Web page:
The 15th edition of the AFC Asian Cup gets underway next month from Qatar, who will also host the 2022 World Cup. In part one of A
The first Asian Cup was played in 1956, hosted by Hong Kong – then a British colony – with the hosts placing third in a round robin format won by Korea Republic. The competition took on the group stage-knockout tournament it still uses today in 1972, when Thailand staged the event and Iran won the second of their three trophies. Iran’s three triumphs make them one of the competitions most successful sides, but Saudi Arabia’s three victories and three runners-up places make them the most decorated country in the tournament’s history.
January’s competition will be the first played under the AFC’s new qualification format. Of the 16 teams competing in Qatar, only 10 had to qualify, with the remaining six reaching the main stage automatically. The half-dozen are hosts Qatar, winners of the 2007 tournament Iraq, 2007 runners-up Saudi Arabia and the third-placed nation from 2007, Korea Republic. They were joined by the last two winners of the AFC Challenge Cup, a competition for developing football nations within the Asian confederation, India, victors in 2008, and 2010’s champions Korea DPR.
The remaining 10 sides qualified for Qatar through a traditional group stage. Japan and Bahrain progressed from Group A as winners and runners-up respectively, while Australia and Kuwait finished Group B in that order. Qualification Group C gave the competition UAE and Uzbekistan and Group D Syria and China PR. The final pair, from Group E, was Iran and Jordan.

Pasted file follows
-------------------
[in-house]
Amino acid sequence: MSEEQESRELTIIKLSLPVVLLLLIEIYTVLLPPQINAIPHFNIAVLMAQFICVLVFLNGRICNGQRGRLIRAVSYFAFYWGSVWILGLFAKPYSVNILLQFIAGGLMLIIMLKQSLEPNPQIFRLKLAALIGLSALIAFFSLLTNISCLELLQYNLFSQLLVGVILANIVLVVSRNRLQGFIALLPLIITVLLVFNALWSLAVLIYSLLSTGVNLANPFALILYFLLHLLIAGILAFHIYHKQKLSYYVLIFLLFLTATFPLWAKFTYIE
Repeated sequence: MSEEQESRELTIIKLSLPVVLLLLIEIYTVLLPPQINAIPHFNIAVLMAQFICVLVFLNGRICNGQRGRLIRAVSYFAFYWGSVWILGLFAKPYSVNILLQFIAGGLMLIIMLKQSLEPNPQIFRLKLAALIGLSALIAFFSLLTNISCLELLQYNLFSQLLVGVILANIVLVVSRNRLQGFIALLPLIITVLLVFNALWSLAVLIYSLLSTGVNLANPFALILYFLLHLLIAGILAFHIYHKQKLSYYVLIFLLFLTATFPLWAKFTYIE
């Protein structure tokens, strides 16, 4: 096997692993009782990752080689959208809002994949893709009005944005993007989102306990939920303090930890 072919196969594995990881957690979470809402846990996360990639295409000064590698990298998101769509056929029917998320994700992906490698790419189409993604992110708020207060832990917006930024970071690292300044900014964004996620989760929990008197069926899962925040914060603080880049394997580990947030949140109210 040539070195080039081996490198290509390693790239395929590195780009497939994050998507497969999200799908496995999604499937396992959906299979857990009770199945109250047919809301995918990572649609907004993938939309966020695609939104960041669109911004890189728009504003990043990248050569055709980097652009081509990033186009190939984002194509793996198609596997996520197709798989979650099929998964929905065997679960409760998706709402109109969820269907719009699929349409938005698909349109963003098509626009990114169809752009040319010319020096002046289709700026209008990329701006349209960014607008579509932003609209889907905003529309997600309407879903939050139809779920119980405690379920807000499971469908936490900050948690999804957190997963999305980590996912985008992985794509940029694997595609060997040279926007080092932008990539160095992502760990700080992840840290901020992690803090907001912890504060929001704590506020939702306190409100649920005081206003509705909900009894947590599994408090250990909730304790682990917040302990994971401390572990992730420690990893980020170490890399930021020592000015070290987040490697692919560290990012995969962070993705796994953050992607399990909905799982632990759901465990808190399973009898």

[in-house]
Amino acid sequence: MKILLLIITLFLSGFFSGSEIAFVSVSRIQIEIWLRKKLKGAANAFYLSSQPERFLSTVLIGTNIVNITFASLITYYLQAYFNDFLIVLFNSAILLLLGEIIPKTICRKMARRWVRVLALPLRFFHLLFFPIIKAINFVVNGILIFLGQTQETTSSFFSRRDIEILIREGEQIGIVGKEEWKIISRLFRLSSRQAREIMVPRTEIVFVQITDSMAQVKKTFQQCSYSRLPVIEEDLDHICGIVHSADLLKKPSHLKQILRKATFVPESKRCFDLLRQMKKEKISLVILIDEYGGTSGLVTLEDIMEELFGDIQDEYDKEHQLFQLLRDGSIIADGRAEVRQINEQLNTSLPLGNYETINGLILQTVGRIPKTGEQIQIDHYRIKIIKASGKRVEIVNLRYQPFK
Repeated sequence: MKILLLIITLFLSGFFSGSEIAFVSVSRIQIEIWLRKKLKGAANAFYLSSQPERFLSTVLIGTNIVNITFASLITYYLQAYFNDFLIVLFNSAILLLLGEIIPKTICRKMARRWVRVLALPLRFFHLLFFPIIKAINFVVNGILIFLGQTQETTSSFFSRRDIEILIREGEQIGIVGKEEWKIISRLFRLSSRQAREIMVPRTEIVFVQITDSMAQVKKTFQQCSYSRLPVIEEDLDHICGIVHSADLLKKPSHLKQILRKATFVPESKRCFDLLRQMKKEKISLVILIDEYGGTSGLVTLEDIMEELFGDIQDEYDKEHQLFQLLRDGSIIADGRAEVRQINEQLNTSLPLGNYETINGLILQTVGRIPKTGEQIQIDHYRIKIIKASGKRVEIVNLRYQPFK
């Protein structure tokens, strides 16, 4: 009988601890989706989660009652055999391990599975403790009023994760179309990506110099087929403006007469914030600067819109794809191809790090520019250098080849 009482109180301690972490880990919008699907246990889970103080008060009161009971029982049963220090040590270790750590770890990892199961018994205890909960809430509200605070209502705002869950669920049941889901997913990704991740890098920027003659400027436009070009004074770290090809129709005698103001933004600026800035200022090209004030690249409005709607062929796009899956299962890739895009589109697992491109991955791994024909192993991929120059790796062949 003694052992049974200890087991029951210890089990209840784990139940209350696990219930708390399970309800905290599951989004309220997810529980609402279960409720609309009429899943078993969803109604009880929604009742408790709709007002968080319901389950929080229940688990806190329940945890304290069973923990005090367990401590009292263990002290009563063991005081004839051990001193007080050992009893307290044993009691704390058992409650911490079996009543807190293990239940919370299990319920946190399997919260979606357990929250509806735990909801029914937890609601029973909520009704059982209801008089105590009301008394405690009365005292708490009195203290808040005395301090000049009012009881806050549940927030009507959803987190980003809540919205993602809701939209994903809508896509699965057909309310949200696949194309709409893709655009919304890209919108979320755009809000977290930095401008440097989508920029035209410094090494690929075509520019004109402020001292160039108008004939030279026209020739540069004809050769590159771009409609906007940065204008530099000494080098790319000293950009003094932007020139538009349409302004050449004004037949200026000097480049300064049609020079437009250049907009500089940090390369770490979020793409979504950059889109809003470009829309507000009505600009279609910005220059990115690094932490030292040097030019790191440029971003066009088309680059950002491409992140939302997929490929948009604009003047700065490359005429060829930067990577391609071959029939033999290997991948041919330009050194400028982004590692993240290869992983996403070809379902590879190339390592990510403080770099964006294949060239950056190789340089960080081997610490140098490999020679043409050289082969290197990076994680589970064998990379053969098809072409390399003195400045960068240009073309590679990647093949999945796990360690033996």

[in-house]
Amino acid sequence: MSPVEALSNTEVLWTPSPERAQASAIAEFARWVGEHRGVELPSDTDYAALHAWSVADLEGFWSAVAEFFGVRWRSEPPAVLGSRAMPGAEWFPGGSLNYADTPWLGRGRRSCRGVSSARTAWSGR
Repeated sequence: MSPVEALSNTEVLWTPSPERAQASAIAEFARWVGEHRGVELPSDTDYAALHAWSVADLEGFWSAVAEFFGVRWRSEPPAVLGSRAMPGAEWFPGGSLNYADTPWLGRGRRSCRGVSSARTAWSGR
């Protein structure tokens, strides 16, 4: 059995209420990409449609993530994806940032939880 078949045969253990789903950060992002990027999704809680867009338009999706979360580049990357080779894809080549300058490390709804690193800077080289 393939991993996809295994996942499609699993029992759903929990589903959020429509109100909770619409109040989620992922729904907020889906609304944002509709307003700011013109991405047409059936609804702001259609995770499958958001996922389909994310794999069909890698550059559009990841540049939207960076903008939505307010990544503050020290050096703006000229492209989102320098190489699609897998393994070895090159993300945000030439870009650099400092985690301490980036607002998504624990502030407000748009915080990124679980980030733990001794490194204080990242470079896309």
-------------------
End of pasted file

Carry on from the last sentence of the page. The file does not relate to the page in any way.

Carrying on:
The 16 teams that made it to Qatar are divided into four groups of four. Group A is made up of Qatar, Kuwait, China PR and Uzbekistan. Group B sees Saudi Arabia, Japan, Jordan and Syria meet while Group C combines World Cup veterans Korea Republic and Australia with India and Bahrain. The final group, Group D, holds Iraq, Korea DPR, UAE and Iran.
Qatar meet Uzbekistan in the first match of the competition on January 7, held at the Khalifa International Stadium in Doha, also the venue for the final on January 29 and one of the grounds scheduled to see action during World Cup 2022. Currently with a capacity of 50 000, the stadium will be expanded for the World Cup to hold over 68 000 supporters and is one of five stadiums being used to stage the 2011 tournament. The others include three more in Doha, the 25 000 capacity Al-Gharafa Stadium, the Qatar SC Stadium, which holds 20 000 and the 15 000 seat Jassim Bin Hamed Stadium. The only stadium outside the capital to be used in January will be the Ahmed bin Ali Stadium in Al-Rayyan, 20 minutes from Doha and with a capacity of 21 000.
In next week’s part two we will look at the teams of Group A and Group B.